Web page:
Goodreads is a book tracking app that lets you find new books then read and review them, neatly putting them on shelves after you have completed them. It is a virtual bookcase, one where you can see all the books you’ve ever read and what other people think of them.
I started using Goodreads a couple of years ago, after a friend of a friend told me that it seemed something I’d be interested in. As a whole I do really like the app. It lets me explore new books, find old favourites and see what my friends are reading as well. The only thing that worries me is the possible competition side of it. It may just be me, since I am a very competitive person. But It has gotten to the point now where I feel as though I am reading more to prove something than I am for enjoyment.
The reason for this is Goodreads’ ‘Reading Challenge of …….’
At the start of every year, or whenever you join Goodreads, you choose an amount of books that you want to aim to read. Then once you have logged a book, it is listed and added to create a percentage of how far the challenge has been completed. With the app also telling you how many books you need to read per week to reach your goal. Consistently focusing on numbers, and goals to be completed.
This year I set my aim at 80, and for the first few days of 2021, I was doing well. Through reading and listening, I checked off a book a day in the first five days of January. But then on the sixth day when I just didn’t feel like reading or listening to anything, I started to beat myself up about the fact that I wasn’t working more to achieve this goal. It sounds silly. I knew I wouldn’t be able to read 70 books in the space of a week, that it would be a much longer, year long goal as the title of the challenge suggests.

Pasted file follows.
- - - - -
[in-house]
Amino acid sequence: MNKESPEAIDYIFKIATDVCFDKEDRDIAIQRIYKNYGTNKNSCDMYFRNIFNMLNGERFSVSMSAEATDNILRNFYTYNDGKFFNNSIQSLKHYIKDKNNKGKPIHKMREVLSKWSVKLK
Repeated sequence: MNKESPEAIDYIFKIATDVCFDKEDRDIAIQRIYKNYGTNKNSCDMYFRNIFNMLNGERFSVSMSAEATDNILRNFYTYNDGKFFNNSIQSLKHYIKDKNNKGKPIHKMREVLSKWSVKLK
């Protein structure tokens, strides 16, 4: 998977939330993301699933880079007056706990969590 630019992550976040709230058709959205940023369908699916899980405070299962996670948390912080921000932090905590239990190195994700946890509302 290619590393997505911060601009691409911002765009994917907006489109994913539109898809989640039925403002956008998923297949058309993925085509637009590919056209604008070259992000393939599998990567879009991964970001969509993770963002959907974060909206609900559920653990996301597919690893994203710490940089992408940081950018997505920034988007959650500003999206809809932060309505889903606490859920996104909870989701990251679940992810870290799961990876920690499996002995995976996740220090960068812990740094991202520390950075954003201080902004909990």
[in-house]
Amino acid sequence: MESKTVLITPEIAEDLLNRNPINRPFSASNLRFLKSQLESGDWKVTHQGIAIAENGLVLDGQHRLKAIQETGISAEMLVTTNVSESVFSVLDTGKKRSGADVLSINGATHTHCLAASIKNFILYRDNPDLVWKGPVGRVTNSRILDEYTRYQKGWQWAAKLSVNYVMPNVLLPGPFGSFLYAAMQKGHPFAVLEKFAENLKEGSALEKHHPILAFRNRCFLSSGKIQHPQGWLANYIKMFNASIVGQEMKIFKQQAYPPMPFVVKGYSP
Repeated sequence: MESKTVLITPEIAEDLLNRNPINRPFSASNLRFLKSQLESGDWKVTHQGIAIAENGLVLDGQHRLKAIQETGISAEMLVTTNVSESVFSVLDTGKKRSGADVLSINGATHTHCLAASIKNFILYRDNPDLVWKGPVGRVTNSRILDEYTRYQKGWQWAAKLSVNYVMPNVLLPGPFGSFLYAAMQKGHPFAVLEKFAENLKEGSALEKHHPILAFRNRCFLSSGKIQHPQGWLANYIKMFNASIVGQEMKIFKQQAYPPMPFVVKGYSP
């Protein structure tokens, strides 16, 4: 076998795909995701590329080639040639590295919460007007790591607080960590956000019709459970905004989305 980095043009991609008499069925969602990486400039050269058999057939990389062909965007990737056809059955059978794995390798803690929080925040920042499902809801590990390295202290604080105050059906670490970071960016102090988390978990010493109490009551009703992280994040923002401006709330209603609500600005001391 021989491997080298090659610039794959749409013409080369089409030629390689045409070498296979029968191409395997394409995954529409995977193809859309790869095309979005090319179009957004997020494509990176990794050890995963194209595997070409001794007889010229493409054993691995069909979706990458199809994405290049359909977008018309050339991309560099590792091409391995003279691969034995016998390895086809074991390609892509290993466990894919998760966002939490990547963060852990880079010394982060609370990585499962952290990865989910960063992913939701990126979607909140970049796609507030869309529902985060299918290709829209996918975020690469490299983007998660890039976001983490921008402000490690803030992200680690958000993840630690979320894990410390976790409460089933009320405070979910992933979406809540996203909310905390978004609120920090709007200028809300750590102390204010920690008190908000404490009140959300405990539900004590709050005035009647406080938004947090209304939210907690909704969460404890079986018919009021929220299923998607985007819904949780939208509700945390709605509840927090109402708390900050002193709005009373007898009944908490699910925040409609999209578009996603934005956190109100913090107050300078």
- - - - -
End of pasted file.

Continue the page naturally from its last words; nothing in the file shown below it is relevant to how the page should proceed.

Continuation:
But these emotions that I was having, made me think about it properly, and I realised that by constantly updating when I had read a book, I was reading more to see the numbers go up than for the stories. Then I started wondering, was it just me who was feeling like this? After talking about this to many people and vaguely researching around it, I can see that I’m not.
It might just be indicative of our dependency on social media, but it feels like, in an age where we are sharing everything we do, that Goodreads has now become a part of this ‘quantity over quality’ trend that happens on other social media apps.Where we post something, just to get a post out or get a reaction, rather than it being something we care about. Thinking with this in mind, looking back on what books I read last year, I can definitely see aspects of this trend popping up. For example, I read the entire Mary Poppins series. Was it because I love Mary Poppins? No. The books are short with big writing, something I could easily read in an hour to get me to the next digit.
Will being aware of this new competitive side of reading affect me using Goodreads? Probably not. But it is something I’ll be thinking about when choosing what book to read next or when I notice myself getting stressed about a hobby that is meant to be enjoyed.
There are so many things I could write about Goodreads. It is very hit and miss. From being run by amazon, to having a limited selection of books and having a confusing review system. It definitely has more faults than what I’ve briefly outlined in this article.
If you want to look at more discussions surrounding this, here are some resources I found on the topic, though there is much more debate surrounding Goodreads and it’s quality: